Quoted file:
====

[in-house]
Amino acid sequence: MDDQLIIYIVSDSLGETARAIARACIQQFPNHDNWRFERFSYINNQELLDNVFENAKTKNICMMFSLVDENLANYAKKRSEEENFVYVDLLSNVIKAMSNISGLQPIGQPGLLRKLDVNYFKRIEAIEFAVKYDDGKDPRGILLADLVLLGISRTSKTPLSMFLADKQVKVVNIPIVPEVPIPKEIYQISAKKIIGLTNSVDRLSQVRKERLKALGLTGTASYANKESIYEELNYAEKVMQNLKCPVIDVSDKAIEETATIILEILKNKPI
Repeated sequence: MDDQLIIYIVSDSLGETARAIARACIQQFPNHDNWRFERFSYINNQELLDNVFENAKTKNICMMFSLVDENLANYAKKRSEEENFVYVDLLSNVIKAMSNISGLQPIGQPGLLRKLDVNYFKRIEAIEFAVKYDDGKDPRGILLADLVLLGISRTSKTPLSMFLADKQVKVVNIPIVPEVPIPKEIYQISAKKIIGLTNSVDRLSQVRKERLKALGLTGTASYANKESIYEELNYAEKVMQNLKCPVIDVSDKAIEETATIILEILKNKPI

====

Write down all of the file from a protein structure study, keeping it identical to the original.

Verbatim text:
[in-house]
Amino acid sequence: MDDQLIIYIVSDSLGETARAIARACIQQFPNHDNWRFERFSYINNQELLDNVFENAKTKNICMMFSLVDENLANYAKKRSEEENFVYVDLLSNVIKAMSNISGLQPIGQPGLLRKLDVNYFKRIEAIEFAVKYDDGKDPRGILLADLVLLGISRTSKTPLSMFLADKQVKVVNIPIVPEVPIPKEIYQISAKKIIGLTNSVDRLSQVRKERLKALGLTGTASYANKESIYEELNYAEKVMQNLKCPVIDVSDKAIEETATIILEILKNKPI
Repeated sequence: MDDQLIIYIVSDSLGETARAIARACIQQFPNHDNWRFERFSYINNQELLDNVFENAKTKNICMMFSLVDENLANYAKKRSEEENFVYVDLLSNVIKAMSNISGLQPIGQPGLLRKLDVNYFKRIEAIEFAVKYDDGKDPRGILLADLVLLGISRTSKTPLSMFLADKQVKVVNIPIVPEVPIPKEIYQISAKKIIGLTNSVDRLSQVRKERLKALGLTGTASYANKESIYEELNYAEKVMQNLKCPVIDVSDKAIEETATIILEILKNKPI